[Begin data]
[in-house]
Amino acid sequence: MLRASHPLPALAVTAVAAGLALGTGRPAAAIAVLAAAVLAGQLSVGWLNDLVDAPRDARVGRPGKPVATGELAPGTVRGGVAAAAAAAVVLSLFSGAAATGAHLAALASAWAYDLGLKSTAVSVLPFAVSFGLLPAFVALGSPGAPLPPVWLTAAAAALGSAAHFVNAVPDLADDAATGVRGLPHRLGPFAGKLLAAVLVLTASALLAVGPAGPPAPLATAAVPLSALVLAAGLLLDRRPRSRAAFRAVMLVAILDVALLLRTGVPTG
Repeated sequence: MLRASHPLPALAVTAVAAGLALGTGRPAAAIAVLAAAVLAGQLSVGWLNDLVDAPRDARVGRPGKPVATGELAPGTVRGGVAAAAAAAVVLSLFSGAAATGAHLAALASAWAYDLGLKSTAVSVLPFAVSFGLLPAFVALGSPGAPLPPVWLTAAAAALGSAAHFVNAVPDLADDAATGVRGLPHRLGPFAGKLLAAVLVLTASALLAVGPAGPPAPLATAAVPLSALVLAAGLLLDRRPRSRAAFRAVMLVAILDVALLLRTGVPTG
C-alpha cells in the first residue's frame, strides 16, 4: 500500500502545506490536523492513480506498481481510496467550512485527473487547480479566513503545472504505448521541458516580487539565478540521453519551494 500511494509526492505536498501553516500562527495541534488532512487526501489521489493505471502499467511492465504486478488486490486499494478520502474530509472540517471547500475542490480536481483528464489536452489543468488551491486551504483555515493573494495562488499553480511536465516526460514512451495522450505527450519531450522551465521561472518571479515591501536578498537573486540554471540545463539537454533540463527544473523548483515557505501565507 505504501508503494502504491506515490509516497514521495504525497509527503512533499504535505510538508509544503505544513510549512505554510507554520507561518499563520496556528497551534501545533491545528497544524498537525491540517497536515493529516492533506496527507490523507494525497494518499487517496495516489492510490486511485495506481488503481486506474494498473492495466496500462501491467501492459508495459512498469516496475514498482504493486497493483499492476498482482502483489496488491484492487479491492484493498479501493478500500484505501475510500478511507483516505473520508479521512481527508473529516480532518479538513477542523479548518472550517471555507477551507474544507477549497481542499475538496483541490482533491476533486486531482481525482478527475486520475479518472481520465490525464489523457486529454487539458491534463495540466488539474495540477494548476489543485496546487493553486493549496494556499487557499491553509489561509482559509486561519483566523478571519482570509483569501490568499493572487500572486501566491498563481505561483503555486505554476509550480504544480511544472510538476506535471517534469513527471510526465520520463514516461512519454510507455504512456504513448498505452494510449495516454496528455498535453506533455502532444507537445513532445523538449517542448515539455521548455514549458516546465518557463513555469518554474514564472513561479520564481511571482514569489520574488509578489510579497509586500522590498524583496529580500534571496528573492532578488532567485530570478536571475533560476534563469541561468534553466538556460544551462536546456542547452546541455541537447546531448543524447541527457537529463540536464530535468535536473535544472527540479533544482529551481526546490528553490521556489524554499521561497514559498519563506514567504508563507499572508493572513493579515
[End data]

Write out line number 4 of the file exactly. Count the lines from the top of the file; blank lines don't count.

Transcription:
C-alpha cells in the first residue's frame, strides 16, 4: 500500500502545506490536523492513480506498481481510496467550512485527473487547480479566513503545472504505448521541458516580487539565478540521453519551494 500511494509526492505536498501553516500562527495541534488532512487526501489521489493505471502499467511492465504486478488486490486499494478520502474530509472540517471547500475542490480536481483528464489536452489543468488551491486551504483555515493573494495562488499553480511536465516526460514512451495522450505527450519531450522551465521561472518571479515591501536578498537573486540554471540545463539537454533540463527544473523548483515557505501565507 505504501508503494502504491506515490509516497514521495504525497509527503512533499504535505510538508509544503505544513510549512505554510507554520507561518499563520496556528497551534501545533491545528497544524498537525491540517497536515493529516492533506496527507490523507494525497494518499487517496495516489492510490486511485495506481488503481486506474494498473492495466496500462501491467501492459508495459512498469516496475514498482504493486497493483499492476498482482502483489496488491484492487479491492484493498479501493478500500484505501475510500478511507483516505473520508479521512481527508473529516480532518479538513477542523479548518472550517471555507477551507474544507477549497481542499475538496483541490482533491476533486486531482481525482478527475486520475479518472481520465490525464489523457486529454487539458491534463495540466488539474495540477494548476489543485496546487493553486493549496494556499487557499491553509489561509482559509486561519483566523478571519482570509483569501490568499493572487500572486501566491498563481505561483503555486505554476509550480504544480511544472510538476506535471517534469513527471510526465520520463514516461512519454510507455504512456504513448498505452494510449495516454496528455498535453506533455502532444507537445513532445523538449517542448515539455521548455514549458516546465518557463513555469518554474514564472513561479520564481511571482514569489520574488509578489510579497509586500522590498524583496529580500534571496528573492532578488532567485530570478536571475533560476534563469541561468534553466538556460544551462536546456542547452546541455541537447546531448543524447541527457537529463540536464530535468535536473535544472527540479533544482529551481526546490528553490521556489524554499521561497514559498519563506514567504508563507499572508493572513493579515